What It's Like to See Myself Through Body Dysmorphia 'Goggles'
Imagine looking at yourself and seeing someone who others do not seem to recognize. People saying all the time that you look different from the way you see yourself. It seems just as absurd to you as if someone were to claim to you that up was suddenly down. For me, it feels as if I were wearing a pair of goggles that others are neither wearing nor recognizing — they are what I call my “body dysmorphia goggles.”
These goggles feel as cold and tight as a soaked wetsuit around my face and eyes, yet to the others who surround me, they are completely invisible. As if I were not wearing them at all.
“Just take them off!” they say. “They aren’t really there. Why do you keep them on just to fish for external validation of yourself from others?”
What they don’t seem to grasp is the idea that I, contrary to their beliefs, fully recognize that what I see through the goggles I wear is only a warped version of the actual reality I am living in. They don’t seem to fully understand these goggles are just as uncomfortable to for me to be stuck wearing as they are uncomfortable for others to know I’m wearing them. They do not understand how much I wish for them to be off as they leach onto my face far too tightly, pulling and stretching all my skin around my eyes like two little maximally powerful vacuum cleaners. Yet, they do not cleanse my body or my mind — not even in the slightest. The unrelenting pain from this pair of vacuums causes me to jump to the first conclusions concerning all the things I see through them, especially in myself — all because of survival, as they continue to force my eyes open to see entirely through the the full extent of the filtered and warped lenses that they provide. That this whole manner in which they cling to my face and obstruct my perspectives concerning myself, from my outward appearance to the furtherest depths of what is beneath it, has been what has made them so difficult for me to pull off without a miraculous amount of strength that I feel is impossible for me to possess.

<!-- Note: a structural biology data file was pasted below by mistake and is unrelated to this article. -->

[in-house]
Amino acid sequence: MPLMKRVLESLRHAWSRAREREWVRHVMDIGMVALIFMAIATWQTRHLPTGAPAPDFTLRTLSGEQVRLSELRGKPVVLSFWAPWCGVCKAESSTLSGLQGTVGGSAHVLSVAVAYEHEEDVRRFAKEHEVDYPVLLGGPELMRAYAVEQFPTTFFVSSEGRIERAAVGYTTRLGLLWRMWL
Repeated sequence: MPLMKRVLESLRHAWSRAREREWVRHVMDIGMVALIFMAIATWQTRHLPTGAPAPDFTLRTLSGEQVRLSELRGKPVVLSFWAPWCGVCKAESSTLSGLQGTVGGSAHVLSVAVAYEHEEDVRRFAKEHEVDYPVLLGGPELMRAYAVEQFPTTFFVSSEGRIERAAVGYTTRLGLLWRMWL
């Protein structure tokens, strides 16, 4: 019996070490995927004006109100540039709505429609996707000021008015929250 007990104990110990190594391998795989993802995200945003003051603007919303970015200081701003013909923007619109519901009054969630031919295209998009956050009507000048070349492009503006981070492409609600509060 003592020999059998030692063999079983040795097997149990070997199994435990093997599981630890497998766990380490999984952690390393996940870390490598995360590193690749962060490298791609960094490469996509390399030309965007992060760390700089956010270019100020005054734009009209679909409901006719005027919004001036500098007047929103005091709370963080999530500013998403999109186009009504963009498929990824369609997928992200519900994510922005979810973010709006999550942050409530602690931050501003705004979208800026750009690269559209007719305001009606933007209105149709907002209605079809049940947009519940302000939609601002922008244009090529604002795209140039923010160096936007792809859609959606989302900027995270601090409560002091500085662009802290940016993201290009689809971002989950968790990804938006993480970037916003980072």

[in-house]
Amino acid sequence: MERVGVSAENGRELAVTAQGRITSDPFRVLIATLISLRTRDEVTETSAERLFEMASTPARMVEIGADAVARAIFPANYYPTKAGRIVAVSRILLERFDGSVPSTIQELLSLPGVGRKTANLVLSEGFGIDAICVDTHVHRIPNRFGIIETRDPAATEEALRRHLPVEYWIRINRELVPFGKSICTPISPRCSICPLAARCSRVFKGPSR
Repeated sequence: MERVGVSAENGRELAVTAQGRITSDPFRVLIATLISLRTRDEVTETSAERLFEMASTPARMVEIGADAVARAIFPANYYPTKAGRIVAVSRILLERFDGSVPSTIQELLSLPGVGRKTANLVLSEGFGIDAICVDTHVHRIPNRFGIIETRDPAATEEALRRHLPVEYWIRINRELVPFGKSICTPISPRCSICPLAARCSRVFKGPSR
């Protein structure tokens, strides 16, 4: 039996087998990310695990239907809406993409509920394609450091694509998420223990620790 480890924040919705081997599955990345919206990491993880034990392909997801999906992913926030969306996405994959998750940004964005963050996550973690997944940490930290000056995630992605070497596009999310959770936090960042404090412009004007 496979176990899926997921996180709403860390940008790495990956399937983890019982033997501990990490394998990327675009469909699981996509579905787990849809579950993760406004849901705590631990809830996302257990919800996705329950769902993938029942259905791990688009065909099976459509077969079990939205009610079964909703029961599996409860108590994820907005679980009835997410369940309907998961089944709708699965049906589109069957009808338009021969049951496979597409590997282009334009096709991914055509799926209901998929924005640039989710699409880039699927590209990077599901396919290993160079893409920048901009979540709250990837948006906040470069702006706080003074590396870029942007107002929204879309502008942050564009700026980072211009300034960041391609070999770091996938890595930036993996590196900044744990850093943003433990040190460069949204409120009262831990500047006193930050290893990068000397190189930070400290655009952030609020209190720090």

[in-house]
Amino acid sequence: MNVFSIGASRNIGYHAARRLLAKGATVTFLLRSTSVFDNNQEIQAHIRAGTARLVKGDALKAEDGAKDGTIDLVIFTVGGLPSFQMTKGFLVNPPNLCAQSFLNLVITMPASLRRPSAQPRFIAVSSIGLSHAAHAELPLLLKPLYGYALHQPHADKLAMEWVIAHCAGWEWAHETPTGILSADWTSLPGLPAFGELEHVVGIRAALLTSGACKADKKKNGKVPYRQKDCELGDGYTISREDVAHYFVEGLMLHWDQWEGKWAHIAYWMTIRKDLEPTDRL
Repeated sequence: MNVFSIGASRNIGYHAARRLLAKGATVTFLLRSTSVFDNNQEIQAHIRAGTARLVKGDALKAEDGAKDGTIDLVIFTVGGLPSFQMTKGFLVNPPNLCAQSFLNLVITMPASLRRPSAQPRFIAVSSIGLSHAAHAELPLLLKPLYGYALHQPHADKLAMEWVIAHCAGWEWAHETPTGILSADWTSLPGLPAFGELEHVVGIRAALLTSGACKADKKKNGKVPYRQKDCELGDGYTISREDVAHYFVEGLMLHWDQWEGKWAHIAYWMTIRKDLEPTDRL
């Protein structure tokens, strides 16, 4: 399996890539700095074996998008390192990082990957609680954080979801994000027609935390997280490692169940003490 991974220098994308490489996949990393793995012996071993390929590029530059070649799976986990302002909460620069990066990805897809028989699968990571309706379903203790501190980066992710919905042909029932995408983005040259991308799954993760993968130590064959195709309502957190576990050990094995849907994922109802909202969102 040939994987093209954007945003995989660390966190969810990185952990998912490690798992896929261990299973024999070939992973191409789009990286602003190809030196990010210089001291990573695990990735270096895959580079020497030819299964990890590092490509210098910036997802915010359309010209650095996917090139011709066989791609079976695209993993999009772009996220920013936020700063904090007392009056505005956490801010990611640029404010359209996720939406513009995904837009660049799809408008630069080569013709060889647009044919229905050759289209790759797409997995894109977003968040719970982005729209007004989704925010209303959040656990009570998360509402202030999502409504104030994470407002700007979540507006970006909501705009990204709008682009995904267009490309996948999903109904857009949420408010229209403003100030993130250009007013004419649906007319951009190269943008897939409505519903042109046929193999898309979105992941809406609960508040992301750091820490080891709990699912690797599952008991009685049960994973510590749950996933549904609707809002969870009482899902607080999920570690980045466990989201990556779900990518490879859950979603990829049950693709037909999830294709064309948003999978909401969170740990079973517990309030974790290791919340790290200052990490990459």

Whenever people dispute or encourage me to question what I see in the goggles, “Stop messing with my head!” is always my first thought and the way in which I am impulsively tempted to respond, “Stop trying to convince me that black is white!”
I’ve spent so long wearing these painfully inhibiting goggles that the longer I spend with them on my body, the more I forget what it is like to see the world without them, until me wearing them becomes what is standard and normal, until I become so accustomed to having them on that I forget I’m wearing them in the first place.
Because of wearing these googles, believing I am somehow ugly, deformed, undeserving, inferior and inadequate has been as much of an absolute truth for me as the laws of physics, as much as the sky being blue and as much as outer space being pitch black. It has gone beyond just becoming an opinion for me. It has become the law, almost like absolute maxim as in the manner described by Kant. No exceptions and no considerations for alternate opinions.